The Indian variant, B.1.617 and its family of related coronaviruses have been categorised as a Variant of Concern (VOC) by WHO, a classification which will now prompt greater international scrutiny of those who test positive overseas. While there are several so-called ‘variants of interest’, only three, other than the B.1.617, have been categorised as VOC — the U.K. variant (B.1.1.7), the South Africa variant (B.1.351) and the Brazilian variant (P2). Usually, in countries that detect emergent variants, it is the health authorities there who flag them as potential VOC. To qualify as one, the identified variant must be linked to increased transmission or be associated with more severe disease or found to be evading detection by diagnostic tests. Concerns that the B.1.617 may be playing a role in disease spread in India were expressed by scientists by mid-March. The INSACOG, or the Indian SARS-CoV2 Genomic Consortia, had flagged a variant with two concerning mutations, E484Q and L452R,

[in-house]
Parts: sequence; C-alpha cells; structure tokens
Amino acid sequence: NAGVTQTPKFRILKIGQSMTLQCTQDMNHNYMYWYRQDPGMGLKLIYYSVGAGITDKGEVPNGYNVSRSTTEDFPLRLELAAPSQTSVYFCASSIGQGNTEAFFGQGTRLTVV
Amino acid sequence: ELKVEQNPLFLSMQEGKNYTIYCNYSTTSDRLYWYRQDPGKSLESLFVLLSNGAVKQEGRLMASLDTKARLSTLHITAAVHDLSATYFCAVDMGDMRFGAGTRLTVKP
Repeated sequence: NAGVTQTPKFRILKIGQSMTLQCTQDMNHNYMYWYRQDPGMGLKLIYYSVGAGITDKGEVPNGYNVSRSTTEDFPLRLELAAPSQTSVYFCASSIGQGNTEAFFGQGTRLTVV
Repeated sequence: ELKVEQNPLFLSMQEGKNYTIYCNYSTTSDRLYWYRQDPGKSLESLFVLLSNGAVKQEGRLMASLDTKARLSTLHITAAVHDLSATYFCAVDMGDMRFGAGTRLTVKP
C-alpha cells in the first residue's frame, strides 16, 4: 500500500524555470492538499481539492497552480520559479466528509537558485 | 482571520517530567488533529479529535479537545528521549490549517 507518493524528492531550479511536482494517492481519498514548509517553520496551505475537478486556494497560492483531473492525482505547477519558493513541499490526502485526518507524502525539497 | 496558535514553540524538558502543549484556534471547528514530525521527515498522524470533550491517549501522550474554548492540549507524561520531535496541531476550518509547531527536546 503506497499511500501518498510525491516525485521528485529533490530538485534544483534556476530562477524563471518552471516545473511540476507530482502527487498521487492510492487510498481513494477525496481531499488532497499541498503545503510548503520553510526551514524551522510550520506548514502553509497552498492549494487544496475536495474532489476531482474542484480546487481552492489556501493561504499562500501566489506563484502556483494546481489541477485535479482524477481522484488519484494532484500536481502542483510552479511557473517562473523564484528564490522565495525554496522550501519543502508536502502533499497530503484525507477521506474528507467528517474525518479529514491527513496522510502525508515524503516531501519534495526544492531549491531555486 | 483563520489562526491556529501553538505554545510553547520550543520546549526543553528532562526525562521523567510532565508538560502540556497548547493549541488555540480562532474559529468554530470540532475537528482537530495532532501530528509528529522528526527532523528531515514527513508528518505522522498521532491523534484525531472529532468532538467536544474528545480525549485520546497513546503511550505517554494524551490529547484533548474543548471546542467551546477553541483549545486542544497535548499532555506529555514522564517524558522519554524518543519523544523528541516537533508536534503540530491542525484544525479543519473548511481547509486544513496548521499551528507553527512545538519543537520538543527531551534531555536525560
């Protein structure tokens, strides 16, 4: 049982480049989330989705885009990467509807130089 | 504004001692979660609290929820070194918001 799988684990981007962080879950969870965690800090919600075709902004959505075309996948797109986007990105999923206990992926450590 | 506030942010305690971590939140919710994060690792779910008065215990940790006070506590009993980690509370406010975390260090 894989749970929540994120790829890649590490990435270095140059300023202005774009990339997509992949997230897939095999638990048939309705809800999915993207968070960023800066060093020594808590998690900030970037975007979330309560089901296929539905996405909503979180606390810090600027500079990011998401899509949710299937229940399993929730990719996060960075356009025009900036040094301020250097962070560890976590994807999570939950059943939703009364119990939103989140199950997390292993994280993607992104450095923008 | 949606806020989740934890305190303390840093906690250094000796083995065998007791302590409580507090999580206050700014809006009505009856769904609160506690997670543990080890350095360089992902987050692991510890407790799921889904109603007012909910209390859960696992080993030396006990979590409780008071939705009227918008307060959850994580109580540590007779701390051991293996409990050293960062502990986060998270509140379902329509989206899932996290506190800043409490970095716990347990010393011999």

Nepal Prime Minister K.P. Sharma Oli’s loss of a trust vote in Parliament on Monday comes at a particularly crucial time. The second wave of the COVID-19 pandemic has not only ravaged India but has also begun to affect its landlocked neighbour Nepal, leaving citizens reeling under oxygen shortages, spikes in the daily case load, and fatalities. Political instability is the last thing Nepal needs now, but the trust vote did little to resolve the issue of who will take over the role of leading the government. Mr. Oli won just 93 votes in the 271-strong House of Representatives where only 232 turned up to vote, with 124 voting against him and 15 members staying neutral. The leading party in the Opposition, the Nepali Congress (NC) led by Sher Bahadur Deuba, with 61 members voted against Mr. Oli along with the Pushpa Kumar Dahal-led Communist Party of Nepal (Maoist-Centre) with 49 votes. The Maoists had just recently de-merged from the Nepal Communist Party after a Supreme Court ruling
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